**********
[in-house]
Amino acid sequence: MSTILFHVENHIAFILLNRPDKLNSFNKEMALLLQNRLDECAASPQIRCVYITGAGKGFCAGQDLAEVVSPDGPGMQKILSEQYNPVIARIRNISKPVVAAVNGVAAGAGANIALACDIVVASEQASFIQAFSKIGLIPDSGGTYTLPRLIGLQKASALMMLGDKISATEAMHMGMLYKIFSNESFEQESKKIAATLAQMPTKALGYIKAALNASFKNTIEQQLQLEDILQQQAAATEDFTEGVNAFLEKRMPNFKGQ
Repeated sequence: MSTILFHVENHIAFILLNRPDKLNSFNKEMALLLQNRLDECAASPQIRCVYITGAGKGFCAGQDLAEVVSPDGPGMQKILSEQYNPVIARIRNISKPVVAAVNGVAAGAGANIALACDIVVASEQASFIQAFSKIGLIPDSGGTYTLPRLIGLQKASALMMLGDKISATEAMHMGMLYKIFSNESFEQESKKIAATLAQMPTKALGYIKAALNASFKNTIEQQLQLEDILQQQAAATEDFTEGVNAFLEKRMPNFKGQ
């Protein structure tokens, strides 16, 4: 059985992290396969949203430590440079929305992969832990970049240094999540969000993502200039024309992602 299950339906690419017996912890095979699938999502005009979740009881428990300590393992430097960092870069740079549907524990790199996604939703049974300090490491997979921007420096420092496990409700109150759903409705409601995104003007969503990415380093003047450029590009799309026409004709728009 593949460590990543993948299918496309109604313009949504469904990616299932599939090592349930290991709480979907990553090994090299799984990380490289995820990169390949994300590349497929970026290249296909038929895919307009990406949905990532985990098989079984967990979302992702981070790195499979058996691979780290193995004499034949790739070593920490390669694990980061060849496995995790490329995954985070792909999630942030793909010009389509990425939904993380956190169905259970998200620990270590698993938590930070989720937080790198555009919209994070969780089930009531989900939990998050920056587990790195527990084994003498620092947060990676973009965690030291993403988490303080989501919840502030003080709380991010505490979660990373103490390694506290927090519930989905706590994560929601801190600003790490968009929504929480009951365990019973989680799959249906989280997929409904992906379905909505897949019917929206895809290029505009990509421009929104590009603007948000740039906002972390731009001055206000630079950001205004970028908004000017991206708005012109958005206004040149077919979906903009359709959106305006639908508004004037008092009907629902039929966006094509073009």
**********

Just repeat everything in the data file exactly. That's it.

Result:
[in-house]
Amino acid sequence: MSTILFHVENHIAFILLNRPDKLNSFNKEMALLLQNRLDECAASPQIRCVYITGAGKGFCAGQDLAEVVSPDGPGMQKILSEQYNPVIARIRNISKPVVAAVNGVAAGAGANIALACDIVVASEQASFIQAFSKIGLIPDSGGTYTLPRLIGLQKASALMMLGDKISATEAMHMGMLYKIFSNESFEQESKKIAATLAQMPTKALGYIKAALNASFKNTIEQQLQLEDILQQQAAATEDFTEGVNAFLEKRMPNFKGQ
Repeated sequence: MSTILFHVENHIAFILLNRPDKLNSFNKEMALLLQNRLDECAASPQIRCVYITGAGKGFCAGQDLAEVVSPDGPGMQKILSEQYNPVIARIRNISKPVVAAVNGVAAGAGANIALACDIVVASEQASFIQAFSKIGLIPDSGGTYTLPRLIGLQKASALMMLGDKISATEAMHMGMLYKIFSNESFEQESKKIAATLAQMPTKALGYIKAALNASFKNTIEQQLQLEDILQQQAAATEDFTEGVNAFLEKRMPNFKGQ
């Protein structure tokens, strides 16, 4: 059985992290396969949203430590440079929305992969832990970049240094999540969000993502200039024309992602 299950339906690419017996912890095979699938999502005009979740009881428990300590393992430097960092870069740079549907524990790199996604939703049974300090490491997979921007420096420092496990409700109150759903409705409601995104003007969503990415380093003047450029590009799309026409004709728009 593949460590990543993948299918496309109604313009949504469904990616299932599939090592349930290991709480979907990553090994090299799984990380490289995820990169390949994300590349497929970026290249296909038929895919307009990406949905990532985990098989079984967990979302992702981070790195499979058996691979780290193995004499034949790739070593920490390669694990980061060849496995995790490329995954985070792909999630942030793909010009389509990425939904993380956190169905259970998200620990270590698993938590930070989720937080790198555009919209994070969780089930009531989900939990998050920056587990790195527990084994003498620092947060990676973009965690030291993403988490303080989501919840502030003080709380991010505490979660990373103490390694506290927090519930989905706590994560929601801190600003790490968009929504929480009951365990019973989680799959249906989280997929409904992906379905909505897949019917929206895809290029505009990509421009929104590009603007948000740039906002972390731009001055206000630079950001205004970028908004000017991206708005012109958005206004040149077919979906903009359709959106305006639908508004004037008092009907629902039929966006094509073009």